Members of the Memphis Interfaith Coalition for Action and Hope (MICAH) gathered near city hall on Tuesday to show support for a Shelby County Commission resolution that would create a county transit fee to generate funds for the Memphis Area Transit Authority (MATA).
The resolution, sponsored by Shelby County Commissioners Willie Brooks Jr., Tami Sawyer, and Van Turner Jr., is an alternative to Shelby County Mayor Lee Harris’ plan to implement an annual fee of $145 for a households’ third vehicle. That plan, which would generate $10 million in funding for MATA each year, was first introduced by the mayor in September.
The proposed resolution seeks instead to increase the countywide motor vehicle tax, also known as the wheel tax, by $20 for every vehicle owner. The wheel tax was first established in 1987 and was dedicated to repaying the county's bonded indebtedness. Then, in 2016, the county adopted a resolution mandating that 100 percent of wheel tax revenue be allocated to school operations.
Now, the commissioners seek to increase the wheel tax by $20 for every registered vehicle in the county and use the additional revenue — limited to $9 million annually — to fund MATA. Currently, the tax for a private vehicle is $50. It’s $20 for motorcycles, scooters, and ATVs, $80 for commercial vehicles, and $25 for nonprofit vehicles.
Brittany Thornton, co-chair of MICAH’s economic task force, said this resolution is a reasonable compromise between the mayor’s proposal and MICAH’s suggestion of a $20 to $50 fee on all vehicles. Based on a survey of 225 Memphians, Thornton said MICAH leaders believe that a fee of $20 to $50 is more favorable to citizens than Harris’ proposed $145 on third vehicles. Still, Thornton said MICAH applauds Harris “for even taking on transit.”
“This conversation on transit has been around for a long time and under other administrations, we haven’t even gotten this far,” Thornton said. “So to have a mayor that’s willing to keep the conversation at the forefront of what we're focused on, we applaud that. We appreciate that. But we want to get the figures that are actually going to set MATA up to do what it needs to do.”
Improving transit plays a huge role in MICAH’s commitment to economic equity, Thornton said, which requires “we work to dismantle the systemic barriers that keep our neighbors from thriving.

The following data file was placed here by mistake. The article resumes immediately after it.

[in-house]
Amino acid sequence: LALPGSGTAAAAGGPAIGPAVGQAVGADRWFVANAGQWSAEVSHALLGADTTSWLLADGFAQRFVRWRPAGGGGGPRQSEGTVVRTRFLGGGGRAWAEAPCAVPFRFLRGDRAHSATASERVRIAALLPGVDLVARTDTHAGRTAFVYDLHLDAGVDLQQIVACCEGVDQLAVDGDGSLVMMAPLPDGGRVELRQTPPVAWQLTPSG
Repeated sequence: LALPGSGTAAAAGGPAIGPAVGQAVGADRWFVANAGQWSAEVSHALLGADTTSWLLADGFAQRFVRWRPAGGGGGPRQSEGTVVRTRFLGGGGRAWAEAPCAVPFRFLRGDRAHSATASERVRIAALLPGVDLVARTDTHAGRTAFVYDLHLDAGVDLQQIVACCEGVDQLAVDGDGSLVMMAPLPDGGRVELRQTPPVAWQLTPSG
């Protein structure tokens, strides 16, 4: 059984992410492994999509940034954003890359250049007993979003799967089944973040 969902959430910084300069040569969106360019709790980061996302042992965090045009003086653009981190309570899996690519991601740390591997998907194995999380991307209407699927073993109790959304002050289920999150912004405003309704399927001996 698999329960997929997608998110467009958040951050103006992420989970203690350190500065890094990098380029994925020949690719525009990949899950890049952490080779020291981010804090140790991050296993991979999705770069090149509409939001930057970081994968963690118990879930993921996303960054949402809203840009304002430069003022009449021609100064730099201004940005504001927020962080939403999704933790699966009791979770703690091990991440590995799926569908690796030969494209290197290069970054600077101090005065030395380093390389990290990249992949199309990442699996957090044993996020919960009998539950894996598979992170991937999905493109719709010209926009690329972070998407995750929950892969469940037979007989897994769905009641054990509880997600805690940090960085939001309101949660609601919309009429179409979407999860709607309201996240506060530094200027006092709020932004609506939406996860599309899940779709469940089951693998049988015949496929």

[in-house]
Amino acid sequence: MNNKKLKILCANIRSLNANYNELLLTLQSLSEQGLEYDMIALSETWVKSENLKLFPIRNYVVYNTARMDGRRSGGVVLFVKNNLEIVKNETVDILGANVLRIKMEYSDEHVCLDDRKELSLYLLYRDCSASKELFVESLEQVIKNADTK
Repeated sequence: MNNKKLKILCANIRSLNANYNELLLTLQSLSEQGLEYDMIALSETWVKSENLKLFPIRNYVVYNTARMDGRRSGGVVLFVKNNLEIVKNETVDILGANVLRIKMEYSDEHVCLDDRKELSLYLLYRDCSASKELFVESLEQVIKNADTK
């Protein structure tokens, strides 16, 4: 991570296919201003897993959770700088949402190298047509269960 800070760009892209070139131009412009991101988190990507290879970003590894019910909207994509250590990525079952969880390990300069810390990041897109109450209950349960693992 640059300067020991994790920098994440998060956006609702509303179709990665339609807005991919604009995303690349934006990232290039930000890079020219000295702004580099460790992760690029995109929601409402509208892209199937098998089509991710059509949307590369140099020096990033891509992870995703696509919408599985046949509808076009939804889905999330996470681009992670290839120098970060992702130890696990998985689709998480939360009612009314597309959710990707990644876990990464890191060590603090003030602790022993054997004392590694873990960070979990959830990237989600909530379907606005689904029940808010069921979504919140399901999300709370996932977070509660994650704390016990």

“Whether it is being able to get to education and training, arriving on time for a job or an appointment, filling the many third shift job opening that currently MATA hours does not allow, exposing tourists to more of Memphis and all of Shelby County, or reducing the amount of pollution and road wear and tear, Memphis and the metropolitan area’s potential to thrive must include a high-performing transit system.”
Ultimately, Thornton said "sufficiently funding MATA" must be one of the top priorities of local government in order for "any kind of equity to be achieved" in Shelby County.
The resolution stipulates that the allocation of the funds to MATA are contingent on four factors. First, the commission is asking that two members appointed by the Shelby County mayor and approved by the county commission are added to the MATA Board of Commissioners.
Another factor is that MATA creates bus routes that connect to the county’s largest employers. The resolution’s sponsors are specifically seeking a new bus route to the FedEx World Hub.
Additionally, the resolution calls for MATA to reduce the scheduled commute time to the Raleigh and Frayser communities by 50 percent, because economic and job development are underway in the area. Finally, the commissioners are asking that these terms be formally agreed upon in a memorandum of understanding between MATA and Shelby County.
If approved, the $20 wheel tax increase would go into effect on July 1, 2020. The commission is slated to discuss the resolution Wednesday at 9 a.m. during its General Government committee meeting ahead of its vote on Monday.
Ahead of this discussion, Harris will make a presentation to the committee in support of his plan, explaining the potential economic benefits of investing an additional $10 million in transit each year. There are 16,000 unfilled jobs in Shelby County, according to state data, and Harris contends that improving transit would help fill these jobs.
The mayor also said that an investment of $10 million would have an economic impact of more than $40 million because of expanded job access.
“We currently have over 16,000 jobs available in Memphis, most of which do not require any type of specialized skill,” Harris said in a Tuesday press release. “A large reason for so many open jobs is that too many individuals in our community do not have transportation that they can rely on to get to a job and keep a job. Our residents should be able to get to a job, keep a job, and able to get home from that job in time to have dinner with their family.”
The economy is just one of the “Three E’s” Harris has assured that the $10 million investment would address. In November the mayor told the commission about the environmental benefits the $10 million would lend, such as reducing emissions by the thousands of metric tons. In December, Harris, joined by University of Memphis associate professor Elena Delavega, made the case for public transportation’s role in addressing poverty and equity.
Harris’ administration hopes that the commission will vote on the plan by the end of next month.